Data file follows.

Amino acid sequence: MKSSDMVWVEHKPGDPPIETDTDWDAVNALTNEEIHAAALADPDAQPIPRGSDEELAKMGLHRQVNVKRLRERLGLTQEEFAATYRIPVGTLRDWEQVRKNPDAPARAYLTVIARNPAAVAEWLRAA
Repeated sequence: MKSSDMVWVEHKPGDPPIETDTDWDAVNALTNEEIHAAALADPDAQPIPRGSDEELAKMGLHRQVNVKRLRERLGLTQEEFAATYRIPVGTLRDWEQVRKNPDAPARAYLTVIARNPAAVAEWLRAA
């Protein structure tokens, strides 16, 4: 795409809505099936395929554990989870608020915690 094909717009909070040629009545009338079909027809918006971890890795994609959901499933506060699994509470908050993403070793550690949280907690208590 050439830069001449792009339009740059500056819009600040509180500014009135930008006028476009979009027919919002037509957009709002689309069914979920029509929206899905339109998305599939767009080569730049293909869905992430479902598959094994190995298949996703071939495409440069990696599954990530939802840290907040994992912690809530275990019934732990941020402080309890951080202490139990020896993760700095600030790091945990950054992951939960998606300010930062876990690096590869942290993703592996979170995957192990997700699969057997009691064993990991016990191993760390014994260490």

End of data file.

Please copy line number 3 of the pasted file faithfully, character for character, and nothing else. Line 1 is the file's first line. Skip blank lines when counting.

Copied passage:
């Protein structure tokens, strides 16, 4: 795409809505099936395929554990989870608020915690 094909717009909070040629009545009338079909027809918006971890890795994609959901499933506060699994509470908050993403070793550690949280907690208590 050439830069001449792009339009740059500056819009600040509180500014009135930008006028476009979009027919919002037509957009709002689309069914979920029509929206899905339109998305599939767009080569730049293909869905992430479902598959094994190995298949996703071939495409440069990696599954990530939802840290907040994992912690809530275990019934732990941020402080309890951080202490139990020896993760700095600030790091945990950054992951939960998606300010930062876990690096590869942290993703592996979170995957192990997700699969057997009691064993990991016990191993760390014994260490």